by Drew Johnson
Urban News Service
Congress created Section 8 vouchers to offer very-low-income Americans “decent, safe and sanitary housing in the private market.” But recent examinations have found many such homes far from decent, safe or sanitary.
Despite these promises from the Department of Housing and Urban Development’s website, this federal housing voucher program places some Americans in dangerous and filthy conditions, according to former residents and federal investigators.
While touring Jacksonville, Florida’s Section 8 Eureka Garden Apartments last May, Senator Marco Rubio (R – Florida) called conditions there “atrocious” and “truly unbelievable.” The former GOP presidential candidate probed Eureka Garden after his staffers visited and discovered crumbling stairs, black mold, exposed electrical wires and the smell of natural gas.
What Rubio saw may have been troubling, but not so rare, according to one former Section 8 beneficiary.
“I’ve lived in a bunch of Section 8 s***holes,” said Krissy Walker, a native of Chattanooga, who occupied several Section 8 rental properties in Tennessee and Georgia over 12 years.
“Broken plumbing, mice, no heat in the winter, no air conditioner in the summer – I’ve dealt with it all,” Walker said.
Despite costing U.S. taxpayers $21.1 billion annually, HUD’s Section 8 program seemingly fails to provide safe, quality housing to many Americans who struggle to make ends meet.
Section 8 gives very-low-income families taxpayer-subsidized vouchers towards monthly rent payments. Beneficiaries typically devote about 30 percent of their incomes towards rent. The Section 8 voucher pays their landlords the balance.
Thus, 2.2 million families rent homes that they otherwise might not afford.
However, these properties often are maintained inadequately. Inspectors found that local housing authorities let Section 8 landlords pocket federal tax dollars without ensuring that properties meet minimum federal safety and livability guidelines.
A federal audit of Durham, North Carolina’s Housing Authority revealed in May that many of the city’s Section 8 recipients live in dangerous conditions. Among 75 Section 8 homes that HUD officials scrutinized, 69 violated basic federal and local housing-quality standards. This is a 92-percent failure rate.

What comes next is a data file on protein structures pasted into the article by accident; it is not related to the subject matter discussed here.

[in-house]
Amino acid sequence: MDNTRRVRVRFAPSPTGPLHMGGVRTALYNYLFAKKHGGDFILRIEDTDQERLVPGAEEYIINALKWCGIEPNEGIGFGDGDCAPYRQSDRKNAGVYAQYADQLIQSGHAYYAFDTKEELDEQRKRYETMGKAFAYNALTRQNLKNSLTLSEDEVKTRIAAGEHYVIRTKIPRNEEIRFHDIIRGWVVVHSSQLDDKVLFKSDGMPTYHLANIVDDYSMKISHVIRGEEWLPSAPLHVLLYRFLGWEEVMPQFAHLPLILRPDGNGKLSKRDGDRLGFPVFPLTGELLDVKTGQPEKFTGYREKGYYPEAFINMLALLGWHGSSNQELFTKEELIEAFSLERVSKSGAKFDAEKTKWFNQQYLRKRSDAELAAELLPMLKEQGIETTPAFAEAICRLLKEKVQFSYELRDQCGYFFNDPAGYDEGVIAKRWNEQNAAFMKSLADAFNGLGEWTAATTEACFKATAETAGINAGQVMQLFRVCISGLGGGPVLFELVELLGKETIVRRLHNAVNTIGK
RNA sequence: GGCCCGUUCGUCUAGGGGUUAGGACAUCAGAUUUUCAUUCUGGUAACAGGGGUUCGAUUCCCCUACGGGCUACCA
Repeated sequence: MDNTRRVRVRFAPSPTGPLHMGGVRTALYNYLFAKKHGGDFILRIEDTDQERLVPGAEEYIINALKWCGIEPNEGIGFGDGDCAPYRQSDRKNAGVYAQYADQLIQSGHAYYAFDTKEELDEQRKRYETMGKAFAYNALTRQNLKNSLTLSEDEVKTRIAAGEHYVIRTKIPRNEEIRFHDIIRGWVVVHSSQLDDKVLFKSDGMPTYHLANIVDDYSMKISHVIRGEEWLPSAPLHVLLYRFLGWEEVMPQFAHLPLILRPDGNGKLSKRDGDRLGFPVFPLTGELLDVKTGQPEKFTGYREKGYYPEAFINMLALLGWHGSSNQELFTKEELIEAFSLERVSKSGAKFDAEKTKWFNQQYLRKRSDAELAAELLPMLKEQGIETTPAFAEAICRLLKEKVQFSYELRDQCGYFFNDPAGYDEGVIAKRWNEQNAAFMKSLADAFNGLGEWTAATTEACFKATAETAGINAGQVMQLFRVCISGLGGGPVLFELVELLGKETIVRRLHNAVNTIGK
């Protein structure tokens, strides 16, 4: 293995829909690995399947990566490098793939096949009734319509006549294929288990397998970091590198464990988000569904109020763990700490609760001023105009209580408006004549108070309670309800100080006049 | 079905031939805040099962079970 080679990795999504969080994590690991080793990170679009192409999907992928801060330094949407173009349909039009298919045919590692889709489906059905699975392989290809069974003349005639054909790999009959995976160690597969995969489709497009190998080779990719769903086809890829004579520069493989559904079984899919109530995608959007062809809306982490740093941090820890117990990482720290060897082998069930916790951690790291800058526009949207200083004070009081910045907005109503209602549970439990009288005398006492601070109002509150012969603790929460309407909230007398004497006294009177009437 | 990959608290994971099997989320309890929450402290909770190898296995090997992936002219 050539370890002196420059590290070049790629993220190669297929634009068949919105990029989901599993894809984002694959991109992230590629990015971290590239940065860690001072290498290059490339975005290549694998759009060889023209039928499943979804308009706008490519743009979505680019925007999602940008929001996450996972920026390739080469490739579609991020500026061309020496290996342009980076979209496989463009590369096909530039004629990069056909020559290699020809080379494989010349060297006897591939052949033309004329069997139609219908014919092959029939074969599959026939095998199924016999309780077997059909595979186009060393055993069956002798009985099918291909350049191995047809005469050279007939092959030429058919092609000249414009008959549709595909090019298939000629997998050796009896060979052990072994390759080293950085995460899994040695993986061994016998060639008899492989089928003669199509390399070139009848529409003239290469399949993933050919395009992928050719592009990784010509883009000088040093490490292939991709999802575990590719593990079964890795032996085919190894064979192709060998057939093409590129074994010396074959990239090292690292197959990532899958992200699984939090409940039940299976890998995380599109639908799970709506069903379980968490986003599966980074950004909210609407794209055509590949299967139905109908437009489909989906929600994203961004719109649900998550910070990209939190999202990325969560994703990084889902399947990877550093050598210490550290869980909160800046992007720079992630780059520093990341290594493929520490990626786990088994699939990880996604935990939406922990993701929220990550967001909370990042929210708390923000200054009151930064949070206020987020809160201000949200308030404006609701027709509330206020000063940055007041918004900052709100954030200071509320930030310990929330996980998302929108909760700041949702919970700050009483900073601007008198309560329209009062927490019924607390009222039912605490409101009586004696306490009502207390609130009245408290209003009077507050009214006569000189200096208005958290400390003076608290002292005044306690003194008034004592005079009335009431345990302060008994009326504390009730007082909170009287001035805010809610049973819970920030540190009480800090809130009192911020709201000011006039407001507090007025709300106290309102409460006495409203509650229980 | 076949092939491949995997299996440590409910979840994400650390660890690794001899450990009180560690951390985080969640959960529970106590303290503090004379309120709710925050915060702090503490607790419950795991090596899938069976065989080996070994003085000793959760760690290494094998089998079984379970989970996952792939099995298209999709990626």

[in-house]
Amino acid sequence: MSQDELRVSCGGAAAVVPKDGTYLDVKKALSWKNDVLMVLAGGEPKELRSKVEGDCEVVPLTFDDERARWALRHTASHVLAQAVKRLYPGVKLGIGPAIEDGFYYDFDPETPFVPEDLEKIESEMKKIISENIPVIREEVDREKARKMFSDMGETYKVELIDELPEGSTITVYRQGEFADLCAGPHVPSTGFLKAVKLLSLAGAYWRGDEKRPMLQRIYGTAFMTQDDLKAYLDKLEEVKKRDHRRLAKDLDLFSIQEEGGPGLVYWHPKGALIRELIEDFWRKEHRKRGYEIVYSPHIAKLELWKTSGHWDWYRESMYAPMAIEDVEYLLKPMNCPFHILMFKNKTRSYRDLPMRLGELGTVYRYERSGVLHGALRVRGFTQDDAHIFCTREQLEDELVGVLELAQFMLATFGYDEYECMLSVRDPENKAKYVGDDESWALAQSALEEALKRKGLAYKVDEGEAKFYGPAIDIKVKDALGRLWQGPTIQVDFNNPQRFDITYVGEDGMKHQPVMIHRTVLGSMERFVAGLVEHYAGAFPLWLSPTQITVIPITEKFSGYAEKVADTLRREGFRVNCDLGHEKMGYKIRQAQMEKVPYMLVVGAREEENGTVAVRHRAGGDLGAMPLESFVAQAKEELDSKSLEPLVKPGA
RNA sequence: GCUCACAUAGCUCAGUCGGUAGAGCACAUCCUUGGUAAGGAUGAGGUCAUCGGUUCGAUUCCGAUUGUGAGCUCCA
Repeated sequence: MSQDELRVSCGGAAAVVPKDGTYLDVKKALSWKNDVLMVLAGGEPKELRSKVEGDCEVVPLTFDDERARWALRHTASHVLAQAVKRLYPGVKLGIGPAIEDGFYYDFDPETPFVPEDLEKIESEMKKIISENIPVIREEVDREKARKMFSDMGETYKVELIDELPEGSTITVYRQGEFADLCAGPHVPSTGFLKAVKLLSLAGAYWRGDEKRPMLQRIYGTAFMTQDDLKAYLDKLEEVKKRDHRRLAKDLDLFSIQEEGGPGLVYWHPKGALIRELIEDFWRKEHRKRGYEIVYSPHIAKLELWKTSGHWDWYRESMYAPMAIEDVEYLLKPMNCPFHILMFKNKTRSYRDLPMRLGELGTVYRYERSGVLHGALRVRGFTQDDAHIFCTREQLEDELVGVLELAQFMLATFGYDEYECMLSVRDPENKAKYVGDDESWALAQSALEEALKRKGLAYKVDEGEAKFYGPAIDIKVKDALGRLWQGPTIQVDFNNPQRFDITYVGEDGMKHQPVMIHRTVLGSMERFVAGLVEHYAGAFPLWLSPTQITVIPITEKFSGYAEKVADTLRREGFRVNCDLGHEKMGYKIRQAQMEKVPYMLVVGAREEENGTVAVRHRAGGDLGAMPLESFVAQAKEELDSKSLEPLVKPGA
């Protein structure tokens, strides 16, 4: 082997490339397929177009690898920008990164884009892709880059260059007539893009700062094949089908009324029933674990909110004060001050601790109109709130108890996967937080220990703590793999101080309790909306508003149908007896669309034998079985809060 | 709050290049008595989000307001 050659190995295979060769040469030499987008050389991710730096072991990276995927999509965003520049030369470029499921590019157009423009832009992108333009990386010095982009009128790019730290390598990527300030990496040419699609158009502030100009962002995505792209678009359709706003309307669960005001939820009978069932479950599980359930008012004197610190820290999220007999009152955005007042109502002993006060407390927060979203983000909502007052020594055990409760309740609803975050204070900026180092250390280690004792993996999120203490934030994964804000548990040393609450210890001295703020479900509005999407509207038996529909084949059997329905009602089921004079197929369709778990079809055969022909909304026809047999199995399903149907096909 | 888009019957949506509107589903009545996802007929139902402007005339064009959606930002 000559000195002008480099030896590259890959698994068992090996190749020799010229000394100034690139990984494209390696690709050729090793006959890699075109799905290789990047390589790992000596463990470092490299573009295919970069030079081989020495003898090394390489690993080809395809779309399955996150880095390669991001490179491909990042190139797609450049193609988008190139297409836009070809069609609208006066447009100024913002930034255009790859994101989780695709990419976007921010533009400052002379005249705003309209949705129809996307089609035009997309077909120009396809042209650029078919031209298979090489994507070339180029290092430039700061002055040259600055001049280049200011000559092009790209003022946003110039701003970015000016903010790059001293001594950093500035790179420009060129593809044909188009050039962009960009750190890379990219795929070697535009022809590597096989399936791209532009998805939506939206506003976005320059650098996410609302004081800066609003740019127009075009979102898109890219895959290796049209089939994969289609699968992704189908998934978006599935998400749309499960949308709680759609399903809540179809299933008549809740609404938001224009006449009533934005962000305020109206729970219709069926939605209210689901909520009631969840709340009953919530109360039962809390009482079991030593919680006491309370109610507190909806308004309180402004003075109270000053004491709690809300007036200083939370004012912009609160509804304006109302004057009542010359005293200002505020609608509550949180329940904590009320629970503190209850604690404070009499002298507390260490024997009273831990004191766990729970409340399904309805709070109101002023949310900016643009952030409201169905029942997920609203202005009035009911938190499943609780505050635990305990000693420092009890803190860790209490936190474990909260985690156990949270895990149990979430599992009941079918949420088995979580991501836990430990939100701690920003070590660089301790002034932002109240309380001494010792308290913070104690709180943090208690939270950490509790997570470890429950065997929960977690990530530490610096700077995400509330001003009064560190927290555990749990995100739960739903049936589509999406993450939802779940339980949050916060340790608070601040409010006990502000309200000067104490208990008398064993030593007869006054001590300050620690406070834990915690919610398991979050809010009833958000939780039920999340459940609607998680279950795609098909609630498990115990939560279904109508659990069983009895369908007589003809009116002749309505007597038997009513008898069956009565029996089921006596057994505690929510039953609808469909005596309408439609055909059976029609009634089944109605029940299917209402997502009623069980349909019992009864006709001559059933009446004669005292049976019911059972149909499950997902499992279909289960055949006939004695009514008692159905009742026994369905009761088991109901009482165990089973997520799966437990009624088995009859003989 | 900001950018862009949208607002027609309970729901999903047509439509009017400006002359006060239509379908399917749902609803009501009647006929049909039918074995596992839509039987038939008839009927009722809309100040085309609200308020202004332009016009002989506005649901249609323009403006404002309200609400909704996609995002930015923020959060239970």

Thirty of these homes included electrical violations considered “life-threatening” due to potential fire or electrocution. Also in these Section 8 units, cracks in foundations and holes in ceilings and walls commonly allowed insect infestations.
HUD gave property owners $100,000 of taxpayers’ money to fix these violations.
“These deadbeat landlords ripped off taxpayers once by taking tax dollars from the Section 8 program for properties that were in disrepair and never should’ve been rented out,” said David Williams, president of the Taxpayers Protection Alliance, a D.C.-based fiscal watchdog. “Now they’re ripping off taxpayers a second time by getting even more of our hard-earned money to fix up their seedy, unsafe houses and apartment buildings.”
Federal inspectors in 2014 checked 80 Section 8 housing units managed by the Lackawanna County Housing Authority in Dunmore, Pennsylvania. Seventy-two of those 80 units violated HUD’s minimum livability requirements — a 90-percent failure rate.
Those 72 units contained “284 violations that needed to be corrected within 24 hours because the violations posed a serious threat to the safety of the tenants,” according to federal auditors.
In one Lackawanna County Section 8 home, furnace and hot-water-heater flue pipes were not sealed, so hazardous fumes entered the unit. The floor beneath the toilet had rotted in another home. This left its only bathroom unusable, as the commode sank into the floorboards.
Elsewhere, one unit’s garage was structurally unsound and at serious risk of collapse. Rotten walls made the garage lean, so the landlord rigged support beams to prop up the ceiling. The unit’s kitchen was above the garage, which put the tenants in grave danger.
Lackawanna housing officials greeted these urgent federal findings by hiring a local inspector and retraining three staffers.
These examinations left Lackawanna County’s Housing Authority more “knowledgeable, efficient and better suited to meet the needs of our residents,” executive director James Dartt wrote in a June 2014 letter to HUD officials.
Krissy Walker believes HUD officials may be getting more serious about cleaning up unsafe and unhealthy Section 8 properties, but there is still a long way to go.
“In 12 years, no inspector ever set foot in one of the places I lived in. And there are filthy, dangerous Section 8 houses all across America – thousands of them,” Walker said. “It will take years and years to get every Section 8 house fixed up to where they’re all places fit for people to live.”